Welcoming Adversity, Part I
The heat of the fire is the medicine
I’m in Peru, sitting across from Benito, the diminutive Quechua shaman who holds dried coca leaves in his fist. He repeats my first name over and over while blowing on the leaves, petitioning Pachamama, (pacha = earth, mama = mother) for her guidance on my behalf. What does the divine Mother Earth want me to know?
He throws down the leaves a few at a time, making a random (to me) pattern, and he stares at them, nodding. He speaks in Quechua. His interpreter listens, then looks at me earnestly and translates:
“Enjoy your time here in the Sacred Valley. You have much to learn. And it is very important to do it one step at a time. You are a like a child, still much to know to become a spiritual leader. There is no hurry. You will learn a great deal while you are here, which is good because you will need it when you return. You will need this knowledge, this new perspective.”
I take in these words, then, as usual, default to thinking that thinking will be the key to enlightenment. By virtue of excess pondering, I’ll hit on some revelation, and that will change me into the person I want to become.
Oh, silly, silly girl.
I did have much to learn, and damn, did I learn at least one small part of it.
Adversity is a monstrously huge topic, so I’m going to take it, as Benito suggested, one step at a time. I’m not going to hurry. I’m not going to try to cram everything I feel and think and want to share into one essay.
I’m fairly certain that the last three years have created tremendous upheaval in your life. My guess is that, at some point, you’ve experienced the following:
great confusion, disillusionment, or anger;
a changed job or living situation;
disagreements with family and friends, perhaps so much so that relationships have suffered, even severed; and
the loss of dear ones who’ve died.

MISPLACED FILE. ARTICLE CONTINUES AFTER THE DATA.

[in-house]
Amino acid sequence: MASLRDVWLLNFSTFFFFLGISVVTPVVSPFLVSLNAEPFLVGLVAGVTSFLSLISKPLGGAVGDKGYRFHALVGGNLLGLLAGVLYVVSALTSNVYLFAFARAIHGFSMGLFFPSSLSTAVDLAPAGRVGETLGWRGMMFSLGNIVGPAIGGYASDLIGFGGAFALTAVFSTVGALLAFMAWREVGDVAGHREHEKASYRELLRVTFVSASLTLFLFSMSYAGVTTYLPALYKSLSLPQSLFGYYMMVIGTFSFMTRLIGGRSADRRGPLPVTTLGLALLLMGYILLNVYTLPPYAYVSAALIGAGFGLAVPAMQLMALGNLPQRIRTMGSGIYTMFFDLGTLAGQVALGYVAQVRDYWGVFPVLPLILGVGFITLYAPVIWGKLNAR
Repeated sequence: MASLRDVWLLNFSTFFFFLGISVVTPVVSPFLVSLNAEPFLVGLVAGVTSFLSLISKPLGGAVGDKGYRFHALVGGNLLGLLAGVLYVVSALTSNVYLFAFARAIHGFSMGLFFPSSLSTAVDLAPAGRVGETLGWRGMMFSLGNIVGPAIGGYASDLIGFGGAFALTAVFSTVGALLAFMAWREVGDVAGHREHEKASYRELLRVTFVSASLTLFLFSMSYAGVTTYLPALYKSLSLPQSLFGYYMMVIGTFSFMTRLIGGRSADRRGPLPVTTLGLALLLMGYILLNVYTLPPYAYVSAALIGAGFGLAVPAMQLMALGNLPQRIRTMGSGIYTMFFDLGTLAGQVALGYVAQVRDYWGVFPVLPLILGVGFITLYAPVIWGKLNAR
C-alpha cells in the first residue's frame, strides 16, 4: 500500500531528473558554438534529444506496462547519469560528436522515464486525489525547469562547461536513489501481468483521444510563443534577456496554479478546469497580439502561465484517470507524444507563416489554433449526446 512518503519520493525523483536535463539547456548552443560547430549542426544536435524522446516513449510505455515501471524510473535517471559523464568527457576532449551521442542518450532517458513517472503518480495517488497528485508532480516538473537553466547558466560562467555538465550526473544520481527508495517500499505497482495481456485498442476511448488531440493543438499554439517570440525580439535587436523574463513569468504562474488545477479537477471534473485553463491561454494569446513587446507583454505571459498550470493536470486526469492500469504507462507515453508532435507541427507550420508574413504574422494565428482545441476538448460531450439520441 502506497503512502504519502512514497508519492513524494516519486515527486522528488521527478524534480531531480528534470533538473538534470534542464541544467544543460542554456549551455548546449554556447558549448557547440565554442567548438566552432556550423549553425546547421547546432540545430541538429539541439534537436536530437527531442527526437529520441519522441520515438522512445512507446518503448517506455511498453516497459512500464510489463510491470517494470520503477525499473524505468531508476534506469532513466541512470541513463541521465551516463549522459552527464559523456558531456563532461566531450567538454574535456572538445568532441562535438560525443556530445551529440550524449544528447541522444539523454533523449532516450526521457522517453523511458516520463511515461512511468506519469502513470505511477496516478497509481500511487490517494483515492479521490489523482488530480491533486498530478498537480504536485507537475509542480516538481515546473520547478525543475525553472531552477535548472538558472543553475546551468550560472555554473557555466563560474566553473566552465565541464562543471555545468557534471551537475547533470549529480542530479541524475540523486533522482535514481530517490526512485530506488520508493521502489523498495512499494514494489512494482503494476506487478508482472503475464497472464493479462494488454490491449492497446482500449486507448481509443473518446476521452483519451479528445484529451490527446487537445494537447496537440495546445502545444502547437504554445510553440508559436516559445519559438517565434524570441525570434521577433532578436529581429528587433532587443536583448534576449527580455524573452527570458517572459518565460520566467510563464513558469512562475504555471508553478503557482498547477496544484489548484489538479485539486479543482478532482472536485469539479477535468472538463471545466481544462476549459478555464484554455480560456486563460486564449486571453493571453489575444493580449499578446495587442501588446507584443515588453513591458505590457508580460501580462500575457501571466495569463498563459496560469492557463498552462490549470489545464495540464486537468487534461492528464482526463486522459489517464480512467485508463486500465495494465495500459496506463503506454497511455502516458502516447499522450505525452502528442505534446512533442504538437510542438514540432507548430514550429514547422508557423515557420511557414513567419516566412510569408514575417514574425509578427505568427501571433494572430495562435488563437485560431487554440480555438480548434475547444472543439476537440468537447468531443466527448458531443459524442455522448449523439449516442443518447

Yes, all of those are part of the human experience, but never in my lifetime (I was born in the mid-sixties) have all those adversities occurred in such a compressed period. It’s clear to me that we’ve moved into a new phase of our evolution as a species, one that I like to think of as a pressure cooker.
I know, I know, we use that term all the time to describe something that’s intensely difficult — “working as a stock analyst was a pressure cooker!” — but we rarely recognize the beauty of what a pressure cooker actually does.
It’s a device that accelerates the process of transformation. What would take hours is accomplished in minutes. Dry granules morph into moist fluffiness.
What is hard becomes soft.
What is cold becomes warm.
What is dense becomes light.
With that in mind, let me introduce… the sweat lodge.
Growing up, I’d never been averse to heat. As an adult, I used an infrared sauna we bought for my husband for health-related issues, enjoying it liberally until I was told I had rosacea and that excess heat was a trigger. After that I avoided saunas, hot tubs, and red wine. (I ignored the advice about chocolate.)
Later, after I cured myself of the rosacea — a story for another day, one that did not include allopathic medicine (surprise!) — I still had a knee-jerk reaction to overheating. So when the opportunity to partake in a traditional sweat lodge ceremony arose, I had some trepidation about it, particularly the length of time we would spend in the lodge.
I asked a cluster of my fellow trip-goers who had done the lodge already to tell me what the experience is like, and they gave me an overview: we would be in a circle together in the “lodge,” which was really a handmade tent of wood supports and wool blankets, for four “sessions.” Each session is about 20 minutes, and after each one, a flap to the tent is opened to cool it down. These breaks can last anywhere from five to 25 minutes.
Okay, I thought, I can deal. As long as I stay hydrated, I should be fine!
I must have said that last part aloud because I heard someone say, “Water isn’t allowed until after the third session.”
“What?!?” I said, very aloudly.
They were quick to reassure me. “You can do this,” they said. “It’s so worth it. And if absolutely necessary, you can leave at any time.”
I trust these women, so I show up at the appointed time and place, nervous but game.
Next to the dome-shaped tent, a fire smolders. Large stones nestle at the heart of it. Ripples of heat carry flecks of ash hither and yon.